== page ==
In still another embodiment of the invention, active and inactive agents are provided in adjacent compartments of a single housing container, and are mechanically removed from these compartments and into a third compartment. As an example, all the chemical components necessary to prepare a particular compounded pharmaceutical can be present in a single tube, for example, a tube similar to a toothpaste tube having an interior which is divided into separate compartments. Each of these compartments in turn house a base agent or an active agent. Either the base agent or the active agent may be premixed with an anti-foaming agent and/or a suspending agent, as described herein. By applying pressure on the tube as a whole, the components are made to exit their respective compartments. They can then be mixed either in an adjacent or a physically separate compartment. Squeezing or pressing of the outside surface of the tube may be all that is necessary to retrieve the individual components housed within the tube. In yet another embodiment, the contents of both chambers of a container can be pumped out and into a third container. This latter embodiment is illustrated in FIG. 3C. In a related embodiment, it is also envisioned that rather than requiring the contents of each compartment to exit and flow into a third compartment, the components may be separated by a removable sheet or film. Thus, upon removal of such a sheet or film, the contents of the two compartments are in contact and may require only agitation or end-over-end inversion to become completely mixed. This latter embodiment would eliminate the need for a mixing element, and potentially for an exterior package particularly if the instructions are written on the container itself.
According to some aspects of the invention, each container may contain one or more active agents or one or more inactive agents. For example, in some embodiments of the invention, none of the containers may contain both an active and an inactive agent prior to mixing by the pharmacist or physician. However, the invention also provides for kits in which a container may contain an active and at least one inactive agent, such as a base agent, a suspending agent or an anti-foaming agent. For example, since hydrocortisone, prior to compounding, is usually commercially available as a cream, a container housing hydrocortisone or its salts may already contain an active agent and an inactive (i.e., base) agent. Similarly, testosterone is commercially available as a pre-mixture of testosterone, oil, benzyl alcohol which acts as a preservative, and butylated hydroxytoluene (BHT) which acts as an anti-oxidant. In other embodiments, the active agent may be provided premixed with an inactive agent. This latter instance may exist if the active agent is commercially available as a solid, for example a powder, and the pre-mixing of the powder with a suspending agent facilitates the compounding by the pharmacist or physician. In yet other embodiments, at least two of the inactive agents may be pre-mixed as provided in the kits of the invention.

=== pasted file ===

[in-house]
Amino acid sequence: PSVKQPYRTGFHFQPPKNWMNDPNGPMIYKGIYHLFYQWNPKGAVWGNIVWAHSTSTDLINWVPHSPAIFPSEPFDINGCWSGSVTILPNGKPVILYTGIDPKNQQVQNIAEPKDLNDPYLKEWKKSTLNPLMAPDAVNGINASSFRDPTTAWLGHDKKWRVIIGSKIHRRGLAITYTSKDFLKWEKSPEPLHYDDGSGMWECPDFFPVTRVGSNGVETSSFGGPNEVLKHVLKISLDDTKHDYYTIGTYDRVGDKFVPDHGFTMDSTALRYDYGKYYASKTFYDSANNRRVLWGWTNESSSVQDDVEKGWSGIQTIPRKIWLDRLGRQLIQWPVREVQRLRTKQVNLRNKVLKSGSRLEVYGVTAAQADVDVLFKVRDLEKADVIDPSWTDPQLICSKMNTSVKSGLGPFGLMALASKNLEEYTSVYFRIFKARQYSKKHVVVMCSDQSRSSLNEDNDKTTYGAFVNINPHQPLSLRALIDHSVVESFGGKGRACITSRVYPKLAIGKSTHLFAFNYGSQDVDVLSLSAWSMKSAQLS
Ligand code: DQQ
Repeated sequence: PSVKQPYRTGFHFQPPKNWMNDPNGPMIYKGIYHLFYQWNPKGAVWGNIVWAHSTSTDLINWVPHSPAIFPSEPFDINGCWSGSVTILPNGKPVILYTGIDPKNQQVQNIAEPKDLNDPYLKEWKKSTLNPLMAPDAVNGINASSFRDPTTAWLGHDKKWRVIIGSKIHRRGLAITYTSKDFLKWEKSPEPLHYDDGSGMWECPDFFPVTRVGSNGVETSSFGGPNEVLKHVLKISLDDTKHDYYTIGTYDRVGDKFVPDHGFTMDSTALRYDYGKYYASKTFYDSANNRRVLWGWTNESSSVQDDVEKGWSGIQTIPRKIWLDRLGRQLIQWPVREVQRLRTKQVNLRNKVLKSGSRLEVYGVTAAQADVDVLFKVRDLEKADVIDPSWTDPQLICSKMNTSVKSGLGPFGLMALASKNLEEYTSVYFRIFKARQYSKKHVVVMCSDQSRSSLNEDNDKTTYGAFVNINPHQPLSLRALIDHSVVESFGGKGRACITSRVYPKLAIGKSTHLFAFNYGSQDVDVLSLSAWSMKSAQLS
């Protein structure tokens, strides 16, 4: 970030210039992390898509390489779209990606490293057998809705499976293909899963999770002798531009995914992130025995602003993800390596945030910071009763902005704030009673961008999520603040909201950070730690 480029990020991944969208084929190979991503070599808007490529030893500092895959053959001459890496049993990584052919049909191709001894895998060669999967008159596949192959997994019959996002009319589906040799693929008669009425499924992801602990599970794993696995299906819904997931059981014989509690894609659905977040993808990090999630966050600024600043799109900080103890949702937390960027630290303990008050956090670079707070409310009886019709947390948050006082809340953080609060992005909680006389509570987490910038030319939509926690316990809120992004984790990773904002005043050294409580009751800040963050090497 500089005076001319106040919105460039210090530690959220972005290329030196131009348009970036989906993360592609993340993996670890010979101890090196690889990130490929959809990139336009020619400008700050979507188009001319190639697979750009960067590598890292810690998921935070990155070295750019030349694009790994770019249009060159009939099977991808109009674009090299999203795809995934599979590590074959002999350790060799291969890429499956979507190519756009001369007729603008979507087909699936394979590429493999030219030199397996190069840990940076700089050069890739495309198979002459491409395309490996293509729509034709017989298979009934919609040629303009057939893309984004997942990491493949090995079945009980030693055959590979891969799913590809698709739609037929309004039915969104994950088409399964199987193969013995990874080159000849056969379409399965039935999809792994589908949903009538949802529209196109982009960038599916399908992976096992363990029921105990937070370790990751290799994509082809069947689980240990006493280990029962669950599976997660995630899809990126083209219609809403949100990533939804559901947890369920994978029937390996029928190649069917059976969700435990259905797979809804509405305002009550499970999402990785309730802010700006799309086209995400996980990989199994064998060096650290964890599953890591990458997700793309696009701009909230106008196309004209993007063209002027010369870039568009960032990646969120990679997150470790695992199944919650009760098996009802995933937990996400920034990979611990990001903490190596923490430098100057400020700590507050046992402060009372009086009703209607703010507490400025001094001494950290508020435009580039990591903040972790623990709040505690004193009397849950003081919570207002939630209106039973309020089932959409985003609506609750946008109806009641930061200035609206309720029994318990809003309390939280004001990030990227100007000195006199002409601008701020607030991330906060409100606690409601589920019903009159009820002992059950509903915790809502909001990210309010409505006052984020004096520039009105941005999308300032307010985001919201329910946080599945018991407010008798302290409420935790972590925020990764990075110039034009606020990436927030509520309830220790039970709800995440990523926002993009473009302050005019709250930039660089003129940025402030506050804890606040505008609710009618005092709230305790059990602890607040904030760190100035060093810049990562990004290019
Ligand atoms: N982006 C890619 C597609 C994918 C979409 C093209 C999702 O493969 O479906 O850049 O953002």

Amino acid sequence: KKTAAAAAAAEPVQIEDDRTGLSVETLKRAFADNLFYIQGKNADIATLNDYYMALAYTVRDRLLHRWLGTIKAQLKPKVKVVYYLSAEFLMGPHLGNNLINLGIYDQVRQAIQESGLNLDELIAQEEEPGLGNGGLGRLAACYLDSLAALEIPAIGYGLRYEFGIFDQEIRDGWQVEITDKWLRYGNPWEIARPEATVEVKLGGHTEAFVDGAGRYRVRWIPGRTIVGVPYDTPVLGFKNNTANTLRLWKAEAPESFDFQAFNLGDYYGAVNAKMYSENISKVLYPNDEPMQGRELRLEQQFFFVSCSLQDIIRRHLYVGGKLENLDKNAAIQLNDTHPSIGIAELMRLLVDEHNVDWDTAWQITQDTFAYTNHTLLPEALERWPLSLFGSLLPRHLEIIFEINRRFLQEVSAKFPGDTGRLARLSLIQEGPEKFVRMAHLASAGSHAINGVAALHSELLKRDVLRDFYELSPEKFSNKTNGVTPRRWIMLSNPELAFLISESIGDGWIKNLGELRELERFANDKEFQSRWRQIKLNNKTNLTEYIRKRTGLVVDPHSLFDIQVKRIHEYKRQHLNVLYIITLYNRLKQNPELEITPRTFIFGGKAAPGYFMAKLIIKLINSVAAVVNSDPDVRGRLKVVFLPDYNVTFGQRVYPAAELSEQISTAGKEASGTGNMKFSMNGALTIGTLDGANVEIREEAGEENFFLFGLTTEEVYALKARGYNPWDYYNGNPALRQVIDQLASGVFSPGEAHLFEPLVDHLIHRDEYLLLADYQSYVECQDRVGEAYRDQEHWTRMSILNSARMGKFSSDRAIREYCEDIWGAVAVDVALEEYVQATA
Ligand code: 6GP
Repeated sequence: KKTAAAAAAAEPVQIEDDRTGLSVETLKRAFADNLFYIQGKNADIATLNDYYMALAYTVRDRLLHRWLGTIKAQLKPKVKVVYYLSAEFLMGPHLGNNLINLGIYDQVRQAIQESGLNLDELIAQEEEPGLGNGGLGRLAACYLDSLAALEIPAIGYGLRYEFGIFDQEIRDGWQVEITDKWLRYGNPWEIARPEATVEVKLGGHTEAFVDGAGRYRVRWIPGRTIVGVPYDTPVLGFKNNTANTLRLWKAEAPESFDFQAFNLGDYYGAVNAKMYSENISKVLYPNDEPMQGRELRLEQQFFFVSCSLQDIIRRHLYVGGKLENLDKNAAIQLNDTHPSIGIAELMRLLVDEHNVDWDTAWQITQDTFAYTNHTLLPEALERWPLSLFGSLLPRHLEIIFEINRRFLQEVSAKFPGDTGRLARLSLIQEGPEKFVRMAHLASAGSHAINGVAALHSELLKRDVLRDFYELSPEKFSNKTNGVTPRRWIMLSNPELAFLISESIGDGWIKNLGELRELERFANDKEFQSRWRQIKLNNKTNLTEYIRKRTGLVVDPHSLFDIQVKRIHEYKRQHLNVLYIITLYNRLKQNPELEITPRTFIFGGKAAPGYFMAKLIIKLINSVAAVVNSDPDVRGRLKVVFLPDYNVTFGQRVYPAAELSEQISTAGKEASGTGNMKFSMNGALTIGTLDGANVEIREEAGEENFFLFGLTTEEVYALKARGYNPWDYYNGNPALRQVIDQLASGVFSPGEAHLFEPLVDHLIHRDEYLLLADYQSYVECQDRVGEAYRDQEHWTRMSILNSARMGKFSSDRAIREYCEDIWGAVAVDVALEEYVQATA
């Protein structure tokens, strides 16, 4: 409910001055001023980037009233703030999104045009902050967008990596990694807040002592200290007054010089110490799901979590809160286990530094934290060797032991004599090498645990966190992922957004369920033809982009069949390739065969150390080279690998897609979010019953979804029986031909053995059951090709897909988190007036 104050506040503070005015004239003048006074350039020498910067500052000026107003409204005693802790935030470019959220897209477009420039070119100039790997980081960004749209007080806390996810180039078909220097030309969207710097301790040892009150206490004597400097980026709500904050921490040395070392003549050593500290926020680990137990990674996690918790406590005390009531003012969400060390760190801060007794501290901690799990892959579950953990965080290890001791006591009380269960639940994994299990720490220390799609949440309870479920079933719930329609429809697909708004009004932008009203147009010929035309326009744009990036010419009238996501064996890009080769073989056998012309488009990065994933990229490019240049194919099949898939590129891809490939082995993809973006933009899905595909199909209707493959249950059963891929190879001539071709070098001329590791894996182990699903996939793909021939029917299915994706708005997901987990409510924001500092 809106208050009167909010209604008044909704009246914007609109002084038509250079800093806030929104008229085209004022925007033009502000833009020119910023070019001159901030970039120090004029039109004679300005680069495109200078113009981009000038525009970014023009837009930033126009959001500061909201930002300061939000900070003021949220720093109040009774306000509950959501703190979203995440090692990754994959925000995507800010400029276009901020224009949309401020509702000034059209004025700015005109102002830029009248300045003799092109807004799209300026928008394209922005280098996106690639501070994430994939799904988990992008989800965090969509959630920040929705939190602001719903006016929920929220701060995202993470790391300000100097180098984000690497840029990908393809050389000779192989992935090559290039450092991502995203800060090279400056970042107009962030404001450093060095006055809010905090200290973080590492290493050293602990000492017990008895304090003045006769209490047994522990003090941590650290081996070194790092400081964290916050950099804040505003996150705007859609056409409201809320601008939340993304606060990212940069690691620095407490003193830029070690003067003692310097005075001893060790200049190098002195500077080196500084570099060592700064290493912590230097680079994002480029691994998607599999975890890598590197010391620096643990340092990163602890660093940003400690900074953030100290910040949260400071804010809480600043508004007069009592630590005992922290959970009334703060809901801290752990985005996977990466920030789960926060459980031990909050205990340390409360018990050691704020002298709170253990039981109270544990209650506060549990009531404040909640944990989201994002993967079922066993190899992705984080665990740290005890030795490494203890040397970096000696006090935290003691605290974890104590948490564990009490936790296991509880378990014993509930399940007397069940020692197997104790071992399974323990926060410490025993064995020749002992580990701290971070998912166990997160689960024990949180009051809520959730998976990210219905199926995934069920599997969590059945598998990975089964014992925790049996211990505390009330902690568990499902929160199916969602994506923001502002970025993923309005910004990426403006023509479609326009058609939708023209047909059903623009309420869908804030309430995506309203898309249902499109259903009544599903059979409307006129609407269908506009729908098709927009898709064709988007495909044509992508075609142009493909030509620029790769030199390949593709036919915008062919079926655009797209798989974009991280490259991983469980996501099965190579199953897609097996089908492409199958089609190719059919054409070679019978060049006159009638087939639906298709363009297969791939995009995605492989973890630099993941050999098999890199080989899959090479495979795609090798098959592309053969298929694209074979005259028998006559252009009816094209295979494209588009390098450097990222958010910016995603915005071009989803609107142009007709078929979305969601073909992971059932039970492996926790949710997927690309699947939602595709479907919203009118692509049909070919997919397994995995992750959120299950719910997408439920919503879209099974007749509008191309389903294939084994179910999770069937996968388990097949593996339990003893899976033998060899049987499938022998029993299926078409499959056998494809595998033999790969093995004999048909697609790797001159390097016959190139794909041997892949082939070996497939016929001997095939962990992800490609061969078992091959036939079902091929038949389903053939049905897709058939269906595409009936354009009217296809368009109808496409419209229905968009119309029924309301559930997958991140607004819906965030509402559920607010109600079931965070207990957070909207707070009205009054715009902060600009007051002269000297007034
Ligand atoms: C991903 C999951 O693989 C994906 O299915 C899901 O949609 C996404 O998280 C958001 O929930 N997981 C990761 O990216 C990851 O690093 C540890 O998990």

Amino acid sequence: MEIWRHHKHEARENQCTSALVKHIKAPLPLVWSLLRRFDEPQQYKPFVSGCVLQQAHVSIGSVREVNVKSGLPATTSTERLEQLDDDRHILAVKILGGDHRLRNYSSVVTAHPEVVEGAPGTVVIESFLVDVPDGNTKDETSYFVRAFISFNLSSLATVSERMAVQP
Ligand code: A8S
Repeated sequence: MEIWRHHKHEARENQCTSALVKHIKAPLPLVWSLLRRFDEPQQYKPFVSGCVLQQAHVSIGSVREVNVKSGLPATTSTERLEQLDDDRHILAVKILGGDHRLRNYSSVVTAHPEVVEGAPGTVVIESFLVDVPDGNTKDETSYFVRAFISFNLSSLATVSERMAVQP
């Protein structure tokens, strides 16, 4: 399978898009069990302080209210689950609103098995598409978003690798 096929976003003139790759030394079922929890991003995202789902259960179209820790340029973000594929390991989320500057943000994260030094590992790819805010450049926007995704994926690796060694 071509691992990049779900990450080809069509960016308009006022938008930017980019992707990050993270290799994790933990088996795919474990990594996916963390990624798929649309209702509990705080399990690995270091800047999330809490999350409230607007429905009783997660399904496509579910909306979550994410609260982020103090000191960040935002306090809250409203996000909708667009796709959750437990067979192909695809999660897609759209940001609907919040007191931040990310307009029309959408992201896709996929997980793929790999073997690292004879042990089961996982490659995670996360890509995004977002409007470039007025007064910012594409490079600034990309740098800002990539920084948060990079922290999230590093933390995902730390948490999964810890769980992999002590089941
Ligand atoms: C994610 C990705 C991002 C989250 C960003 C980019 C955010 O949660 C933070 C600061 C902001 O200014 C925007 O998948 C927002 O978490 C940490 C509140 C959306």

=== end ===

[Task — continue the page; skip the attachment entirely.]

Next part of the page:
In some embodiments, where the active agent is added to the base component, it may be desirable to provide the base component in a container which is only partially full. In preferred embodiments, the container in which the base component is situated is less than 100% full by volume. In other embodiments, the containers are 95%, 90%, 80%, 75%, 70%, 60%, 50%, 40%, 30%, 25%, 20% or less than 20% full by volume. In other embodiments, the active or inactive agents comprise a volume of their respective containers ranging from 100% to greater than 1%, and every integer therebetween. In preferred embodiments, the inactive agent occupies a volume of the second container which is less than or equal to the volume of the second container minus the volume of the active agent.